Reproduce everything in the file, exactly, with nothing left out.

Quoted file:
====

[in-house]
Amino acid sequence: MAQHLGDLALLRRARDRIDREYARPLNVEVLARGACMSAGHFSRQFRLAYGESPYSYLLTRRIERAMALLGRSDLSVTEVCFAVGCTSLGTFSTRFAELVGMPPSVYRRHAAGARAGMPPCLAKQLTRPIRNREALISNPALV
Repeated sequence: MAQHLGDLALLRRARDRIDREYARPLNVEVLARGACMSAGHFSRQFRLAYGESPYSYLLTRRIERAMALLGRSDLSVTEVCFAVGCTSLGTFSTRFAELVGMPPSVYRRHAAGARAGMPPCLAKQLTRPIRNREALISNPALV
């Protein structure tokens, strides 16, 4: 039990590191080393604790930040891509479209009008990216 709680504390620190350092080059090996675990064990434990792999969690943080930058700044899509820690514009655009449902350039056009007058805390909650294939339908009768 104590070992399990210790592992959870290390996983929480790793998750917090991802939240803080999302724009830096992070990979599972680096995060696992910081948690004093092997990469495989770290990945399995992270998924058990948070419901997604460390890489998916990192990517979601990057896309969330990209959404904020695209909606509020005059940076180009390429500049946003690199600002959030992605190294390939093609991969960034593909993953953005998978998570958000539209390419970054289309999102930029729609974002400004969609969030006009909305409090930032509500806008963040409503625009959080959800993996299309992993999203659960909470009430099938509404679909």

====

[in-house]
Amino acid sequence: MAQHLGDLALLRRARDRIDREYARPLNVEVLARGACMSAGHFSRQFRLAYGESPYSYLLTRRIERAMALLGRSDLSVTEVCFAVGCTSLGTFSTRFAELVGMPPSVYRRHAAGARAGMPPCLAKQLTRPIRNREALISNPALV
Repeated sequence: MAQHLGDLALLRRARDRIDREYARPLNVEVLARGACMSAGHFSRQFRLAYGESPYSYLLTRRIERAMALLGRSDLSVTEVCFAVGCTSLGTFSTRFAELVGMPPSVYRRHAAGARAGMPPCLAKQLTRPIRNREALISNPALV
């Protein structure tokens, strides 16, 4: 039990590191080393604790930040891509479209009008990216 709680504390620190350092080059090996675990064990434990792999969690943080930058700044899509820690514009655009449902350039056009007058805390909650294939339908009768 104590070992399990210790592992959870290390996983929480790793998750917090991802939240803080999302724009830096992070990979599972680096995060696992910081948690004093092997990469495989770290990945399995992270998924058990948070419901997604460390890489998916990192990517979601990057896309969330990209959404904020695209909606509020005059940076180009390429500049946003690199600002959030992605190294390939093609991969960034593909993953953005998978998570958000539209390419970054289309999102930029729609974002400004969609969030006009909305409090930032509500806008963040409503625009959080959800993996299309992993999203659960909470009430099938509404679909």